MORNING ON A MINIBUS
08 Mar, 2014 | Finn Jubak
La Paz is due for a huge change in how its citizens commute. Finn Jubak tags along on a venerable mode of transportation that might soon be a relic of bygone days.
I stood in front of the Iglesia San Francisco at 5 am on a Thursday morning and watched La Paz wake up. Cholitas emerged from side streets carrying baskets of goods to be sold around the perimeter of the plaza as the avenue began to fill. The minibuses, though, had already been running for over an hour. Plaza San Francisco is a major hub for minibus travel, especially early in the morning when workers begin their commute between El Alto and La Paz.
I climbed into my first minibus of the day at 5:15 am, headed for La Ceja (‘the Eyebrow’), in El Alto. Because this is the beginning of a long-distance route along the highway, with minimal stops along the way, the driver waited until it was full before departing. Buses can fit 14 seated passengers, and sometimes a few standing. I sat in the second row from the back, watching the voceador, an assistant to the driver whose job is to advertise the route by yelling it over and over again. Minibus drivers do not always employ voceadores , who, I was told, can cost around 70 bolivianos a day, but they are common on these routes.
The trip from the Plaza San Francisco to La Ceja along the autopista is roughly 13 kilometers long and takes about 20 minutes. The ride was very quiet—no one said a word. This was partially because of the hour, but also because of the convention that most people do not talk on the minibus. Music constantly seeps from the radio and transforms what could be an uncomfortable silence into a peaceful and meditative one. I was experiencing the famous discomfort that is a mark of this method of transport, especially for a tall foreigner, so I let my legs fall asleep as I daydreamed along with my fellow passengers.
When the bus stopped at La Ceja, our voceador opened the door and let us out. On these long routes, there is almost no interaction between the passengers and the driver, with the voceador running the operation—collecting fares, giving directions. I tried to thank the driver anyway; I don’t know if he heard me. I did not notice any other passenger say anything. It was still dark out as I looked for a bus to Rio Seco. La Ceja was quite busy, mostly with people heading in the opposite direction I was going: those who live in El Alto but commute to work in La Paz.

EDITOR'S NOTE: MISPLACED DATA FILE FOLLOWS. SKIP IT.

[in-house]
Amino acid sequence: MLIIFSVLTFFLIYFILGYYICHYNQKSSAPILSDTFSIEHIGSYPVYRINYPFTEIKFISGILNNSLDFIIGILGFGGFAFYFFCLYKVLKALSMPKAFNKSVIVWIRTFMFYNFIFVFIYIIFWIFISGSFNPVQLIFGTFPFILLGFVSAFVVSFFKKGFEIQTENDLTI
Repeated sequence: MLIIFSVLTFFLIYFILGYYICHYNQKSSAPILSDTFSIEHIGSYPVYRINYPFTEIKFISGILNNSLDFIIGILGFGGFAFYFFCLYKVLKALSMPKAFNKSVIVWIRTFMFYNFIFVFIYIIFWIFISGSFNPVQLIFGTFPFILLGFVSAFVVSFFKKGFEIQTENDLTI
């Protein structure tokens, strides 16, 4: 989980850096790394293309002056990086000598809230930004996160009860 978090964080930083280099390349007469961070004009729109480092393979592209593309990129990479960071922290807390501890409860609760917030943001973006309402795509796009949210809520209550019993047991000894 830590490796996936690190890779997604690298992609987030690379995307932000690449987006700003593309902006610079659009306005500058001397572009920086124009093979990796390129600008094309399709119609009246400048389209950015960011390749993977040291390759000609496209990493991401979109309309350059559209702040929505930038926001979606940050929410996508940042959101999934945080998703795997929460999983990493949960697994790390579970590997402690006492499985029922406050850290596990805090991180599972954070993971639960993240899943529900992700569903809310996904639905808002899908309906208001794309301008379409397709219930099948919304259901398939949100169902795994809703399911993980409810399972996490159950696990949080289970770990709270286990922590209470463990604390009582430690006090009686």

Finding a bus to Rio Seco was not hard. My driver had no voceador, instead attempting to attract passengers by calling out through the passenger-side window. We drove down the Avenida Juan Pablo II, pausing every 15 seconds as the traffic slowed. Rio Seco is a major destination for buses coming in from the surrounding provinces, and at this hour was already packed with buses large and small.
After my trip to Rio Seco, I caught a bus back down to Villa Fatima, all the way across town, on the far north side of La Paz. On such a long ride, it was easy to see why minibus travel is inefficient: constant stops across the city can add up to hours spent loading and unloading passengers. From Villa Fatima, I took a bus travelling to Kalahuira, the furthest the city buses travel in the direction of Los Yungas to the north. Our driver, who travels back and forth along the steep and potholed road between Kalahuira and La Paz, told us that the busiest time of day for him was around 4 am. That is when provincial transport drops off people from Los Yungas who are looking to travel into the city. In order to maximize profit, drivers along routes like this have to be out and working by the early morning.
During the hours I spent riding buses back and forth across La Paz, the organization and efficiency of the transport system stood out as abundantly evident problems. I also wondered at the difficulty of making a living in this job. Drivers charge 1 to 2 bolivianos per ride. Subtract the money they pay their voceador (if they have one), around 40 bolivianos for food, and as much as 180 for gas, and not much is left. Work starts before dawn and ends as late as 9 at night. It is demanding schedule, dictated by the necessity of earning as much money as possible. The same need to attract more passengers causes the inefficiency of the system itself, with unbearably frequent stops and long waits at the beginning and ends of routes. Combined with the pure discomfort of travelling inside these small vehicles, this contributes to their unpopularity—ask anyone on the street, and they will say that they cannot wait for the new Puma Katari buses to arrive in the autunum, which will provide an alternative but likely won’t end up replacing the minibuses completely.
This is the paradox of the minibus system: despite all its flaws, it is still vital to the citizens that constantly complain about it. Without the minibuses, the city would grind to a halt; most paceños would have no way of getting around. But because of them, the city is choking with traffic, and it is nearly impossible to get around anyway.
Maybe it’s because I am a romantic, or because I have not been forced to cram inside them my whole life, but I find myself saddened that the minibus era may well soon be over. The intimacy they create is different from anything I have experienced on public transport back home in New York City, where it is unusual to even acknowledge fellow passengers. And, cramped as they are, they are almost cozy. When I remember my ride at 5 in the morning up to La Ceja, I remember the warmth of the bus and the comforting presence of my fellow passengers so close by, sharing my experience as we ambled up the hill to El Alto.